Remote Servers (GPU)

There are dedicated student GPU servers at the department. Feel free to use them for training your networks.

Do follow the rules and instructions specified at the page. In particular:

  1. Use nvidia-smi or gpu-status script to check which GPU is available and that none of your process is still occupy some GPU memory.
  2. Always specify which GPU a script will use, e.g.:
     export CUDA_VISIBLE_DEVICES=3; python train.py --lr 0.001
  3. It is allowed to use only a single GPU per student.


To not have to type your password each time you login, you can configure authentication on the server using pre-shared public keys. You can do so using ssh-keygen and ssh-add.
This instruction for Linux seems ok.


If you want to copy some data there and back to the server, it is convenient to mount your working directory on the server to your filesystem using sshfs. This tool works at first, but may be failing in certain cases, when you change network access point, sleep / wake computer, etc. I use the following settings:

sshfs -o defer_permissions,reconnect,ServerAliveInterval=120,ServerAliveCountMax=3,follow_symlinks,compression=yes -o kernel_cache,entry_timeout=5,sync_read shekhovt@cantor.felk.cvut.cz:/~ ~/cantor 

Alternatively you may use scp or rsync commands to sync your files.

Modules / Environment

All GPU servers have configurable environment module system Lmod. You may search for e.g. all available versions of PyTorch by ml spider torch and load a particular module by e.g. ml torchvision/0.11.1-foss-2021a-CUDA-11.3.1. In principle, this should handle all necessary dependences.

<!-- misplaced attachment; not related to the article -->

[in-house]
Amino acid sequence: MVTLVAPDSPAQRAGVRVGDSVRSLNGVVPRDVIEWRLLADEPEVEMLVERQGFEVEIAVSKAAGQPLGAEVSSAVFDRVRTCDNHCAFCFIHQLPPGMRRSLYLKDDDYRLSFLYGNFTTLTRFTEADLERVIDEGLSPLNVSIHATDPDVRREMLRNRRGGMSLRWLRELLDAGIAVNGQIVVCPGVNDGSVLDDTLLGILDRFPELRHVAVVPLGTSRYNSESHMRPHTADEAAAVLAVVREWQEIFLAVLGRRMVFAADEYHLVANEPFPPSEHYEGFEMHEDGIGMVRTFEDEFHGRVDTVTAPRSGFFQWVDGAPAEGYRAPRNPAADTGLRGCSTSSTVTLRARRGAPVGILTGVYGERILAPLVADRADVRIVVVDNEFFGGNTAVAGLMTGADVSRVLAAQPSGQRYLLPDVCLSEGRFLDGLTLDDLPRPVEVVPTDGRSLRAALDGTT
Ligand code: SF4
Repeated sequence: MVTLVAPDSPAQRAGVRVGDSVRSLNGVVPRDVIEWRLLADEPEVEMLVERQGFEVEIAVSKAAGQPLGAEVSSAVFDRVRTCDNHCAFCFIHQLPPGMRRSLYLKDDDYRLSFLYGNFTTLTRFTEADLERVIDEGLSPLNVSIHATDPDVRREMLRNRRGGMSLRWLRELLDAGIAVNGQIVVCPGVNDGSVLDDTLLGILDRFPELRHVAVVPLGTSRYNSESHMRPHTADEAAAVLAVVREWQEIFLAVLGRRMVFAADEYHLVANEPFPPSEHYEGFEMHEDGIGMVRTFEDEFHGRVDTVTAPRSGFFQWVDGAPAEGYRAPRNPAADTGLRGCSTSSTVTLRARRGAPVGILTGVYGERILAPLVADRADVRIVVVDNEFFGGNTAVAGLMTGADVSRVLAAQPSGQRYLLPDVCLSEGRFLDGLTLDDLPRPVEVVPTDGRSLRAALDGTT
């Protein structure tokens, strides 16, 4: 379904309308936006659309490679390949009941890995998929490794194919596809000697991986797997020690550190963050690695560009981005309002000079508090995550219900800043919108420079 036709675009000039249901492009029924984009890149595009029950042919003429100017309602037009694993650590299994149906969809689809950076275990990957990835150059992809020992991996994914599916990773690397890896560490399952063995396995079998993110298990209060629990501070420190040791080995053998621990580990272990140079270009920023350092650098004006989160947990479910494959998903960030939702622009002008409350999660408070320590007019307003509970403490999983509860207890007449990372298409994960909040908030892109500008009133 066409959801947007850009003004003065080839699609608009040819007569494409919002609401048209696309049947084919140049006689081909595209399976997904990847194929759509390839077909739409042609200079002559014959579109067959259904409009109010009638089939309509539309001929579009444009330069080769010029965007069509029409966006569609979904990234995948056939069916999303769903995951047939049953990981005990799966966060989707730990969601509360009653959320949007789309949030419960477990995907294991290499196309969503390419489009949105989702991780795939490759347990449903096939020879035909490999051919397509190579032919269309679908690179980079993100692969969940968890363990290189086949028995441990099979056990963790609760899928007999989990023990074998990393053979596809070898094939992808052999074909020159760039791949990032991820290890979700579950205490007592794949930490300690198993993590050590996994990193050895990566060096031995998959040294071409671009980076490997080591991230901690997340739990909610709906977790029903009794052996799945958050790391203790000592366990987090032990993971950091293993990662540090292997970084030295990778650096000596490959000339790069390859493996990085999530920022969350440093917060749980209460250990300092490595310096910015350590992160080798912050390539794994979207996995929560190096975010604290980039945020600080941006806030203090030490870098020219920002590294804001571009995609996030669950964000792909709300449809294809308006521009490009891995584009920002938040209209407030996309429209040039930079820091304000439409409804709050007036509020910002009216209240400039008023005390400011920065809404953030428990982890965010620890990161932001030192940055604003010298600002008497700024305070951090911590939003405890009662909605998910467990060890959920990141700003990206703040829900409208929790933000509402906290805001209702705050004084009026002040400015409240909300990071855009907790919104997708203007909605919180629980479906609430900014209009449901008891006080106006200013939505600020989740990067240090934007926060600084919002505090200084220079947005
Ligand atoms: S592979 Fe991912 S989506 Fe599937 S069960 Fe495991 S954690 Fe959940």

In our experience, much more reliable and stable way of working is to create a virtual environment with the use of very few modules:

  1. You will need Python3, load it by calling
    ml Python/3.9.6-GCCcore-11.2.0
  2. Create a virtual environment using this version of Python:
    virtualenv -p /mnt/appl/software/Python/3.9.6-GCCcore-11.2.0/bin/python3 ~/dle/venv
    where the path to the Python executable is the output of which python3 command.
  3. Activate the environment:
    source dle/venv/bin/activate

Now you are ready to install the necessary Python packages (include your own favorite packages):

python3 -m pip install matplotlib numpy ipython ipykernel

Next time you log in to the server, you need to activate this environment. In case DLE is your only subject using GPU servers, you may add the above ml and source commands to your .bashrc. Otherwise, create a file in ~/dle/run.txt with this content

ml Python/3.9.6-GCCcore-11.2.0
source dle/venv/bin/activate
and call source dle/run.txt next time you log in.

Remote development with VSCode

VSCode allows to edit/debug code and Jupyter notebooks transparently directly on a remote server. This feature is not necessary for the course, but may become useful in some situations. When experimenting with this option, keep in mind that VSCode tends to keep the connection active even after you turn off your computer. As the GPU memory is expensive, login to the server regularly and check if your processes still occupy some GPUs. You may call pkill -f ipykernel to kill these processes.

Assuming the virtual environment setup from above, you will need one more step to configure VSCode to use both the environment and to load the necessary Python module. We need to wrap the call to Python into a script (save it as e.g. ~/dle/venv/bin/python_ml and make it executable):

#!/bin/bash -l
ml Python/3.9.6-GCCcore-11.2.0
/home.nfs/[your_user_name]/dle/venv/bin/python "$@"

In VSCode hit F1 and find 'Python:Select Interpreter' by starting typing. Use '+Enter Interpreter path → Browse →' and pick this script from your project folder. Whenever asked later (e.g. to run a Jupyter notebook) select the same.

When testing this setup, VSCode first refused to recognize the python_ml script as an interpreter and we had to remove of VSCode server files at the remote server first (rm -rf ~/.vscode-server/).

Let us know if you encounter some problems, perhaps some additional settings are required.

courses/bev033dle/labs/0_howto/start.txt · Last modified: 2024/04/22 16:32 by shekhole